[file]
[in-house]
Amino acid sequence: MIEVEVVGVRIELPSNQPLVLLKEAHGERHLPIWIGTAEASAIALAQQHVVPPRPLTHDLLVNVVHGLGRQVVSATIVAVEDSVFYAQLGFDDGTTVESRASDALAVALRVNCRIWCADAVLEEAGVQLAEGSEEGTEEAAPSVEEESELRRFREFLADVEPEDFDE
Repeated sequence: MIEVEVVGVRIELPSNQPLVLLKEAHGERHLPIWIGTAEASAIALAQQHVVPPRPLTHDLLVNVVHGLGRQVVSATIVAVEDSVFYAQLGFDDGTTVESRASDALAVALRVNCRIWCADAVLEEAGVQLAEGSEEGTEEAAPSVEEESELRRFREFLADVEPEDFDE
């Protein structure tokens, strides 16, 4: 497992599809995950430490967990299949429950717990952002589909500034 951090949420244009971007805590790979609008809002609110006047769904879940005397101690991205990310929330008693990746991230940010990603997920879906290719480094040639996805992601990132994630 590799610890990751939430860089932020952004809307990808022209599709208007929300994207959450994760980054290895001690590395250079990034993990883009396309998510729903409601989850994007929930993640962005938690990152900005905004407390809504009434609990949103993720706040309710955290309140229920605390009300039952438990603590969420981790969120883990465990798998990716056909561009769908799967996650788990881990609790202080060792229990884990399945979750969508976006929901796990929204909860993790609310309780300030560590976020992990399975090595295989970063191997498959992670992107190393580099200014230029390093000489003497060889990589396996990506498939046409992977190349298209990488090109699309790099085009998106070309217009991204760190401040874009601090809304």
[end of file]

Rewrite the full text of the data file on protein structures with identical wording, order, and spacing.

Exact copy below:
[in-house]
Amino acid sequence: MIEVEVVGVRIELPSNQPLVLLKEAHGERHLPIWIGTAEASAIALAQQHVVPPRPLTHDLLVNVVHGLGRQVVSATIVAVEDSVFYAQLGFDDGTTVESRASDALAVALRVNCRIWCADAVLEEAGVQLAEGSEEGTEEAAPSVEEESELRRFREFLADVEPEDFDE
Repeated sequence: MIEVEVVGVRIELPSNQPLVLLKEAHGERHLPIWIGTAEASAIALAQQHVVPPRPLTHDLLVNVVHGLGRQVVSATIVAVEDSVFYAQLGFDDGTTVESRASDALAVALRVNCRIWCADAVLEEAGVQLAEGSEEGTEEAAPSVEEESELRRFREFLADVEPEDFDE
């Protein structure tokens, strides 16, 4: 497992599809995950430490967990299949429950717990952002589909500034 951090949420244009971007805590790979609008809002609110006047769904879940005397101690991205990310929330008693990746991230940010990603997920879906290719480094040639996805992601990132994630 590799610890990751939430860089932020952004809307990808022209599709208007929300994207959450994760980054290895001690590395250079990034993990883009396309998510729903409601989850994007929930993640962005938690990152900005905004407390809504009434609990949103993720706040309710955290309140229920605390009300039952438990603590969420981790969120883990465990798998990716056909561009769908799967996650788990881990609790202080060792229990884990399945979750969508976006929901796990929204909860993790609310309780300030560590976020992990399975090595295989970063191997498959992670992107190393580099200014230029390093000489003497060889990589396996990506498939046409992977190349298209990488090109699309790099085009998106070309217009991204760190401040874009601090809304």